So in closing, I would like to thank The Powers at Large for their well- thought-out economic plan for our city. I am sure my wife and our children will do nothing but excel with the opportunity that our elected officials have granted to us with their economic development plan.
I hope people are paying attention. Let's take caution over who we elect next.
Road closures in forest concern me
To the editor:
Closure of more roads in the South Fork of the Burnt River alarms me greatly. Access to 162 miles of roads is already in effect. We've given up enough. In the past we've returned to hunt, fish, picnic, camp, and cut firewood, only to find access blocked. Blocking roads has been going on for years, insidiously chipping away access to public lands. All who enjoy public domain are well aware of unfettered blocking. If anything, we need to reverse the closure trend.
The Wallowa-Whitman National Forest is shackled with 609,000 acres of designated wilderness, plus an additional 438,000 acres for the Hells Canyon National Recreation Area. That's 44 percent folks! Just how much is enough?
Squeezing more people into less area will not decrease degradation of the land degradation a big term. I would apply this term to many sights in the forest, but can hardly use it for the wheel track of an ATV, or a single-track cow trail. We see what we choose to.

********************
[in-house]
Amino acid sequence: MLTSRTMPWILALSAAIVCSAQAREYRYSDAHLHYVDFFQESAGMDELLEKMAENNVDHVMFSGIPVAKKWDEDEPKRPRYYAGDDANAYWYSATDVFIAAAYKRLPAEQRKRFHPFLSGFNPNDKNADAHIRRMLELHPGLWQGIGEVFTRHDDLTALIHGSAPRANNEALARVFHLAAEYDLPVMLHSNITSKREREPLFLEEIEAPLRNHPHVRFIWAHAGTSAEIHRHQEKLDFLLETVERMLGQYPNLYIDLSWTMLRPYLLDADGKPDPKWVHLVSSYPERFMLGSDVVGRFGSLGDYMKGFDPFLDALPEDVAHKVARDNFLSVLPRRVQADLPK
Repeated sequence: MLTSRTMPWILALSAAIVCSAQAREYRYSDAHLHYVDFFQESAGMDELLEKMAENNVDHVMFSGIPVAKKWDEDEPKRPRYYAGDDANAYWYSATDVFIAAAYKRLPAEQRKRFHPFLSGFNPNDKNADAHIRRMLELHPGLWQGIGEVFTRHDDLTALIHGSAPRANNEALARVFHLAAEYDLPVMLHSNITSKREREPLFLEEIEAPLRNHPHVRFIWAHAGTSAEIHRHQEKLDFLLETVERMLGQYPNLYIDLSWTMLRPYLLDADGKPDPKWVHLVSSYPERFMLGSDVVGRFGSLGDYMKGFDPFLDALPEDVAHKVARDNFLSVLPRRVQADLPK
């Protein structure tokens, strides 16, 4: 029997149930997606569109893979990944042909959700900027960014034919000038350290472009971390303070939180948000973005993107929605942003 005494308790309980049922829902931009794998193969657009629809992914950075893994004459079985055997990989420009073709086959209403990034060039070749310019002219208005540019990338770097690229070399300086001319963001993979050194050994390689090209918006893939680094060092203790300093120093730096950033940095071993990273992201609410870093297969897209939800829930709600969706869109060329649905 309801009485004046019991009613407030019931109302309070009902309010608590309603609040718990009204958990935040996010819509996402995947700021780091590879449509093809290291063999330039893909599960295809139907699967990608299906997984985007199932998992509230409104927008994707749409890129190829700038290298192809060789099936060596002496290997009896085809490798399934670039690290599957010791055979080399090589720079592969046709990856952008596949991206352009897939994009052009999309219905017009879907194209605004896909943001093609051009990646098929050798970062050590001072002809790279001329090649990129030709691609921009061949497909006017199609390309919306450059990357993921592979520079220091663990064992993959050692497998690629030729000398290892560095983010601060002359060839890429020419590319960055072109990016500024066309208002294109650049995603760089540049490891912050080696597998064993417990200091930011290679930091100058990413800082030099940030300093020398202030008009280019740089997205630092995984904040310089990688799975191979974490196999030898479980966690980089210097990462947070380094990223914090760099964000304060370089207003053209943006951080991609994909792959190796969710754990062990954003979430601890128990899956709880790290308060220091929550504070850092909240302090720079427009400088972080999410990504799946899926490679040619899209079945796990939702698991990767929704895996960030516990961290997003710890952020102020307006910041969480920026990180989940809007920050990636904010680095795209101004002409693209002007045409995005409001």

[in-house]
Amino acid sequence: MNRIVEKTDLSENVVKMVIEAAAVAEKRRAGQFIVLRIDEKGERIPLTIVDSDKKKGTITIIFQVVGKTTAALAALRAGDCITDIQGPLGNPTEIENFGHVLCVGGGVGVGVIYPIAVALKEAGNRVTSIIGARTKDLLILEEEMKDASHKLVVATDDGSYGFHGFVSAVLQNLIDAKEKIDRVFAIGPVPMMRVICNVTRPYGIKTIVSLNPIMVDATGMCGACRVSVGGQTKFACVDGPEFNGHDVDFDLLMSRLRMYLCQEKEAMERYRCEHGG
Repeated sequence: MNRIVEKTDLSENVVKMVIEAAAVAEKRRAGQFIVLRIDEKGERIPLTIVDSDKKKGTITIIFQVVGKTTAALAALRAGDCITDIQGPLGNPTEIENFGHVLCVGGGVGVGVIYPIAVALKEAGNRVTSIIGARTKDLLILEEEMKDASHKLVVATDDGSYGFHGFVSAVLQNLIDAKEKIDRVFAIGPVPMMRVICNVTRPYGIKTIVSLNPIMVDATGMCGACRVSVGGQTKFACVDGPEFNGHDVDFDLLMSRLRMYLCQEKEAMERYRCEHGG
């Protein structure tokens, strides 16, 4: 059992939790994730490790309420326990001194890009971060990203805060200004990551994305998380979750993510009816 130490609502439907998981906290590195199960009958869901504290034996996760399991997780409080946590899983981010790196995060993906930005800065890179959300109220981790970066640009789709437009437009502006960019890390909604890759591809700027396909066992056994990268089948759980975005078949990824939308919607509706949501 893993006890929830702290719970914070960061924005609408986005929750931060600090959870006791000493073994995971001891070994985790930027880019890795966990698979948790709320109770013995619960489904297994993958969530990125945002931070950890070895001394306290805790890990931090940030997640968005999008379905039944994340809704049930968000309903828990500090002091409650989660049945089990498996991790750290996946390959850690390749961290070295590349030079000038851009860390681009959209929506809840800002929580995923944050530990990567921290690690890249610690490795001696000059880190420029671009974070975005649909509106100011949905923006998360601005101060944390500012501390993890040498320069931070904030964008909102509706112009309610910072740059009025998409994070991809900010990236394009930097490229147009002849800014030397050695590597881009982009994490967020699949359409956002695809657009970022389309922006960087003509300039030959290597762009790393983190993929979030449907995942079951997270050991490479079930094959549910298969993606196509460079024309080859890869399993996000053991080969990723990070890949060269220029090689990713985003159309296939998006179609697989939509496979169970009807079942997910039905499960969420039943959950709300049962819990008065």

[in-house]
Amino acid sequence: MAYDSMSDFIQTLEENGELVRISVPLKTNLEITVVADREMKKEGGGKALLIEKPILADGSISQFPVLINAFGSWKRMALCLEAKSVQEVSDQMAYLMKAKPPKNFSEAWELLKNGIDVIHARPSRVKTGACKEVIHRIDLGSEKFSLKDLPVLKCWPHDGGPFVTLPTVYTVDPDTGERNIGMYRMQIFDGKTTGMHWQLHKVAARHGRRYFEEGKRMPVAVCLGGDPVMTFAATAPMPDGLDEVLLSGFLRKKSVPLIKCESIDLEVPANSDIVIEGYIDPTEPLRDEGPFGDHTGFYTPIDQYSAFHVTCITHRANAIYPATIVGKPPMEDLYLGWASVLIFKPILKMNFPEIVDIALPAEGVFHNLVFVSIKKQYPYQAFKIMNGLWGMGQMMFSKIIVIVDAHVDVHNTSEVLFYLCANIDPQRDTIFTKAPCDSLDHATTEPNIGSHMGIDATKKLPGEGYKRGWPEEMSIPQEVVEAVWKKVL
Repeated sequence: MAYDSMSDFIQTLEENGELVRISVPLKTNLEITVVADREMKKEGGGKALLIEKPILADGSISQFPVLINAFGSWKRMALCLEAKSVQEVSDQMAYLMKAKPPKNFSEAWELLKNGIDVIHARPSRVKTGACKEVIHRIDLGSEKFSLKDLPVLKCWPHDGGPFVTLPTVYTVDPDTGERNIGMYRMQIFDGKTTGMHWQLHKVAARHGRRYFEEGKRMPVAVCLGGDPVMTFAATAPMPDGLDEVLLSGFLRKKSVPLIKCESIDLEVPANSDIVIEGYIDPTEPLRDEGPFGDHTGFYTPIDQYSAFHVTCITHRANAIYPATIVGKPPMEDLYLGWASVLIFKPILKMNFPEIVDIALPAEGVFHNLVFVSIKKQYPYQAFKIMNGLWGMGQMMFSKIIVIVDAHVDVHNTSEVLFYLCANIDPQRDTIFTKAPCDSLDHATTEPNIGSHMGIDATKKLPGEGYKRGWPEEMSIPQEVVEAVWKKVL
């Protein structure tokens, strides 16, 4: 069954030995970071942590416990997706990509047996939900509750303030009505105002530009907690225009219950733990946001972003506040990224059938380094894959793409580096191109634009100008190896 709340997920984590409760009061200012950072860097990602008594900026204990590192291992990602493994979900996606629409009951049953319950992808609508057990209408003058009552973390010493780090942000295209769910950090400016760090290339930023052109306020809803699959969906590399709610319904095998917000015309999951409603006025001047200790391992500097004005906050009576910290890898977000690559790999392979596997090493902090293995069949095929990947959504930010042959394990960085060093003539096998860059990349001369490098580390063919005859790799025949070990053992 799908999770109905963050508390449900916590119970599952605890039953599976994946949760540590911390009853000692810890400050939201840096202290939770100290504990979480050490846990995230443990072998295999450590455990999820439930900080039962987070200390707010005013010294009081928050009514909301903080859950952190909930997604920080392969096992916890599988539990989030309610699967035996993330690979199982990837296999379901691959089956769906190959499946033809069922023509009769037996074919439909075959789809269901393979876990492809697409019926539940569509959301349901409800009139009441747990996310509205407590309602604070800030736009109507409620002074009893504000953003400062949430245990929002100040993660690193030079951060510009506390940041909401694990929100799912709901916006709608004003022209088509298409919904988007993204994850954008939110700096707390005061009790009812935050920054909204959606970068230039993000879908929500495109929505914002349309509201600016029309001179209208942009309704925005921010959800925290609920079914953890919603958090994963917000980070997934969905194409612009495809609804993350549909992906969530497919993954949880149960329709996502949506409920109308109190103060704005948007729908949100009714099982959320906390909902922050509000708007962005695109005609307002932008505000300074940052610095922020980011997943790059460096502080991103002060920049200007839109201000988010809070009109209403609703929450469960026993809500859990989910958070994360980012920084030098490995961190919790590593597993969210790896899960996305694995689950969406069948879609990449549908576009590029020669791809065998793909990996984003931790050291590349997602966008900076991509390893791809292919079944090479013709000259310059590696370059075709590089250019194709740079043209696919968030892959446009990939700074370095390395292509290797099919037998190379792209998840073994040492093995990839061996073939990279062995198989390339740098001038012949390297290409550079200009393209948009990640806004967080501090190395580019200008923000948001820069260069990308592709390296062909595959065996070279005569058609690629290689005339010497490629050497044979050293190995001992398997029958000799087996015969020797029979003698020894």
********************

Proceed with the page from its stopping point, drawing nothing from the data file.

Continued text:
I'm hoping local outdoor enthusiasts will speak up, attend meetings, and write letters. The Burnt River closure merely represents one small step down the path toward more road closures and designated wilderness areas. This is not a time for apathy.
Recall is called for
To the editor:
The only reason the (Eltrym) (T)heatre is closed is because our city council is made up of bullies working with a city manager that refuses to understand historic building codes.
The fire alarms and emergency exits at the theatre work well. In fact, it was following the safe evacuation of the Eltrym that the city decided to change the rules. After five years of operating in compliance with historic building codes, the city went on a mission to close our only theatre and put eight people out of work.
The owner of the property has invested a great deal in our community. Anyone who has worked to maintain buildings in our National Historic District will tell you it takes a lot of money and even more blind faith about the cultural value of preserving our past.
His investment gave us three screens and a clean, bright and (if you ever saw the old projector, you'd agree) much safer place to be entertained. Jobs were created for teens and most of us have really appreciated having more entertainment options.
The theater has struggled to stay open with the unfounded threats of safety thrown about by city councilors, even those who continued to let their own children attend such a andquot;death trap.andquot; State code for historic buildings is that they be andquot;No More Dangerousandquot; following a renovation. That code allows our beautiful but andquot;oldandquot; buildings to be viable and continue to contribute to our community. Anyone who has been able to travel to Boston, Chicago or Philadelphia knows how much of our nations history is told by the buildings that are still actively used.